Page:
Assessing and interpreting treatment effects in longitudinal clinical trials with missing data
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Treatment effects are often evaluated by comparing change over time in outcome measures; however, valid analyses of longitudinal data can be problematic, particularly if some data are missing. For decades, the last observation carried forward (LOCF) approach has been a common method of handling missing data. Considerable advances in statistical methodology and our ability to implement those methods have been made in recent years. Thus, it is appropriate to reconsider analytic approaches for longitudinal data. This review examines the following from a clinical perspective: 1) the characteristics of missing data that influence analytic choices; 2) the attributes of common methods of handling missing data; and 3) the use of the data characteristics and the attributes of the various methods, along with empirical evidence, to develop a robust approach for the analysis and interpretation of data from longitudinal clinical trials. We propose that, in many settings, the primary efficacy analysis should use a repeated measures, likelihood-based, mixed-effects modeling approach, with LOCF used as a secondary, composite measure of efficacy, safety, and tolerability. We illustrate how repeated-measures analyses can be used to enhance decision-making, and we review the caveats that remain regarding the use of LOCF as a composite measure.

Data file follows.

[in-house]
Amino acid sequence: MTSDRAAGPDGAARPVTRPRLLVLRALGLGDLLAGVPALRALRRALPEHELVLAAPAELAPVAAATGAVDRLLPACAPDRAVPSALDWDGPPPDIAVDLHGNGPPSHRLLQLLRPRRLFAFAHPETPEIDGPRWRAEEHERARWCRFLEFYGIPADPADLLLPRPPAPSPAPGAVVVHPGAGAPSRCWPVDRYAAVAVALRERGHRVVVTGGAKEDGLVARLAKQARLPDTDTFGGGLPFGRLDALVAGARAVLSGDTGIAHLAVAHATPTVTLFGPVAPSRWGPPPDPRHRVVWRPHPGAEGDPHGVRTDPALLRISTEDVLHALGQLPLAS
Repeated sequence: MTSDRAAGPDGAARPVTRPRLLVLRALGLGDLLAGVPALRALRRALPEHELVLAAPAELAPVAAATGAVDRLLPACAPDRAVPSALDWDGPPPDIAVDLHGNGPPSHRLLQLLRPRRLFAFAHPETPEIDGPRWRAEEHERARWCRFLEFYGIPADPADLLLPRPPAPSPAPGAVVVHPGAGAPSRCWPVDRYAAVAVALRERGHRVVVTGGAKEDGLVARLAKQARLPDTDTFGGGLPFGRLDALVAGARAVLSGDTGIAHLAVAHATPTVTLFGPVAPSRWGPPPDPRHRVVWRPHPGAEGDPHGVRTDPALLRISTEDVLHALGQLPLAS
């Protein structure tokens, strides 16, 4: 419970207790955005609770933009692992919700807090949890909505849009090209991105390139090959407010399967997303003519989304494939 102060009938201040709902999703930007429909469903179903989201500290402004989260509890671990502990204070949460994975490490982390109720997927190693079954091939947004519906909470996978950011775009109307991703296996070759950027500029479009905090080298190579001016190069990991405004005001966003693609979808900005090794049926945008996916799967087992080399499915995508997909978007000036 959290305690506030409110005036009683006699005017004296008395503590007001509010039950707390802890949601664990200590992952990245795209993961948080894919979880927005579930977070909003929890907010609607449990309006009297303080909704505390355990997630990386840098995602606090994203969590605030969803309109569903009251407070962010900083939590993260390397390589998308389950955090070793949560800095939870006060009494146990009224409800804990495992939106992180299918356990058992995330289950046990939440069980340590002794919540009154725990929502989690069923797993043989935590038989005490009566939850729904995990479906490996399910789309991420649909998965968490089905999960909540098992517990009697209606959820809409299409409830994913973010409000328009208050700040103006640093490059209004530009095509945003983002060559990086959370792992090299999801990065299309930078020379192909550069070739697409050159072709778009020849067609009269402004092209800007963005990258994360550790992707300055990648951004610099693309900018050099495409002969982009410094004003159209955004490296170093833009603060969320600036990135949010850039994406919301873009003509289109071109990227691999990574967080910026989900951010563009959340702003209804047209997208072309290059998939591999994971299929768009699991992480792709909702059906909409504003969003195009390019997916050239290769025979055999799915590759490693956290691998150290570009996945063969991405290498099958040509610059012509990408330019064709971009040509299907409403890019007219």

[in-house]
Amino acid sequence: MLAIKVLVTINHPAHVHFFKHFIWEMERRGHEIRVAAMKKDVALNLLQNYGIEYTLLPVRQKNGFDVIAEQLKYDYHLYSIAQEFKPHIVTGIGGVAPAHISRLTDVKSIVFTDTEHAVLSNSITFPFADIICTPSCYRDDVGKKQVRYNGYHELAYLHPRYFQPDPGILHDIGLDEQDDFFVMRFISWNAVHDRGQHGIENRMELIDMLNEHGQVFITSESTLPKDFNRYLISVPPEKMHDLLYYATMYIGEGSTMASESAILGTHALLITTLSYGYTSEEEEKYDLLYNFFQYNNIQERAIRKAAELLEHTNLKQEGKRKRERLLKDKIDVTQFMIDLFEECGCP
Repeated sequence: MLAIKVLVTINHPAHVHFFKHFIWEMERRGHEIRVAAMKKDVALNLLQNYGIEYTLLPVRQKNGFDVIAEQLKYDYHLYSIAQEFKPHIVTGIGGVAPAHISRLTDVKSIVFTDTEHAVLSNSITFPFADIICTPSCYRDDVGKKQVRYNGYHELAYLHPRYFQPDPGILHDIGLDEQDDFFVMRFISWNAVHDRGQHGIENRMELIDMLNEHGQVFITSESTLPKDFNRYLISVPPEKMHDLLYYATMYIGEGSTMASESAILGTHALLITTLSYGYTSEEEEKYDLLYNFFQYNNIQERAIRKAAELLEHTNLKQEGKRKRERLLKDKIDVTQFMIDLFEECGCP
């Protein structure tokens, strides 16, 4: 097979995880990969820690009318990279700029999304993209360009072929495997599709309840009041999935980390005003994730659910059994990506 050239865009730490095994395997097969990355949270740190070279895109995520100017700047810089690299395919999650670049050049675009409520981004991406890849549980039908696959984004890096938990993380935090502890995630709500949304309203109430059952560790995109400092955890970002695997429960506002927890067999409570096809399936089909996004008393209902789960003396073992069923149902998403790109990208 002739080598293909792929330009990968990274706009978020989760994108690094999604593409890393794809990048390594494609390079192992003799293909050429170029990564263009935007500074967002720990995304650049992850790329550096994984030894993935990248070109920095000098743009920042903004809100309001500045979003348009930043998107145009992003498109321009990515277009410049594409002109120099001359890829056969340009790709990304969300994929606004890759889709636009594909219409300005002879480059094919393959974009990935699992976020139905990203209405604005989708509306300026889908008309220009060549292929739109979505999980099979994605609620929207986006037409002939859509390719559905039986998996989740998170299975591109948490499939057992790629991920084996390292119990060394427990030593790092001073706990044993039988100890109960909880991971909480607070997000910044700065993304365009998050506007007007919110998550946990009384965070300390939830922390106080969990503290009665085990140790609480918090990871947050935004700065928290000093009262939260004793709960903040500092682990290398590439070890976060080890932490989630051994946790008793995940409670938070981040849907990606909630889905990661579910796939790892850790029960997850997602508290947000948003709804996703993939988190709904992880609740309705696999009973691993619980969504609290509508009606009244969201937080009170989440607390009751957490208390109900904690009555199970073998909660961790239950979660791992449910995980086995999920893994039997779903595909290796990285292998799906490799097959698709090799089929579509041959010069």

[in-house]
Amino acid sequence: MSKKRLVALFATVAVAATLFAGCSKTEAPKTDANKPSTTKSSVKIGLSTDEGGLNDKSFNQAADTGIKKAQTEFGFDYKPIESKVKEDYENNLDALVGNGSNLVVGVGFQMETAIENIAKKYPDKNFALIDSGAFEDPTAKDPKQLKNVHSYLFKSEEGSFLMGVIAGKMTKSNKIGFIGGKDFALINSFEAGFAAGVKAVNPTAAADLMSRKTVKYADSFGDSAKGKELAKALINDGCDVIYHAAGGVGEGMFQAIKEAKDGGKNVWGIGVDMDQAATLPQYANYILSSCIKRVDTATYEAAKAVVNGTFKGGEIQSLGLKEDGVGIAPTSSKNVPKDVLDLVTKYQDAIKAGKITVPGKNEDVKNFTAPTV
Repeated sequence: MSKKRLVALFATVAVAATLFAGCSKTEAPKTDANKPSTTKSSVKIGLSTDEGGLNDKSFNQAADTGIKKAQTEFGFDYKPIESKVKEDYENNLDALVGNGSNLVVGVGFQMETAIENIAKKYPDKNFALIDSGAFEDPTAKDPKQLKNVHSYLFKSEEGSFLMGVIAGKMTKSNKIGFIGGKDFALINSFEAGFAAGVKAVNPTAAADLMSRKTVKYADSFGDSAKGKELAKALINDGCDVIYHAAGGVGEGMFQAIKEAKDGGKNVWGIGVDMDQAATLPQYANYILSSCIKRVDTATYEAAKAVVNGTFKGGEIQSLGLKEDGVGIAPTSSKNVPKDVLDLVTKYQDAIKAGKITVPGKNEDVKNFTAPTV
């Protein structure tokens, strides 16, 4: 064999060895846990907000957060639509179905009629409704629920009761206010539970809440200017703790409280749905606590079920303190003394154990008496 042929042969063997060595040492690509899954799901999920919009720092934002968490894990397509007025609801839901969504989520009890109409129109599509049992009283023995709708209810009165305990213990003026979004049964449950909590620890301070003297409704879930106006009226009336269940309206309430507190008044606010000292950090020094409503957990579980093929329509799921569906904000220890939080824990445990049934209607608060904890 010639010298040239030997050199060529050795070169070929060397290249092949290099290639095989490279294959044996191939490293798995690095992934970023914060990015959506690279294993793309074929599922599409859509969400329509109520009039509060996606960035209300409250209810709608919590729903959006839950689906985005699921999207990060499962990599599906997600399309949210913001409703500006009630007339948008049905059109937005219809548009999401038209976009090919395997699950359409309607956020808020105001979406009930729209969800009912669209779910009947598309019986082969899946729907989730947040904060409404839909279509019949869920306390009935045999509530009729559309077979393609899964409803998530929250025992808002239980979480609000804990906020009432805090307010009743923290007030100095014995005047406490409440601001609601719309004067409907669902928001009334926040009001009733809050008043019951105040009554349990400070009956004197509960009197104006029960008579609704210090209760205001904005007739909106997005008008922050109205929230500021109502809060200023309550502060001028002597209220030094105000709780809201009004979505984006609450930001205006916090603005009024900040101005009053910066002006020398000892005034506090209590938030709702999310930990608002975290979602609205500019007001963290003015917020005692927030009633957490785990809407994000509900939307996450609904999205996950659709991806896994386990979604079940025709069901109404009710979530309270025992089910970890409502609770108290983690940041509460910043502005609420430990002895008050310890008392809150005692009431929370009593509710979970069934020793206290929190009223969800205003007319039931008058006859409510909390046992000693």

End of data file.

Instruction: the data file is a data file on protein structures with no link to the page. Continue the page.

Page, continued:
author list (cited authors)
Mallinckrodt, C. H., Sanger, T. M., Dubé, S., DeBrota, D. J., Molenberghs, G., Carroll, R. J., Potter, W. Z., & Tollefson, G. D.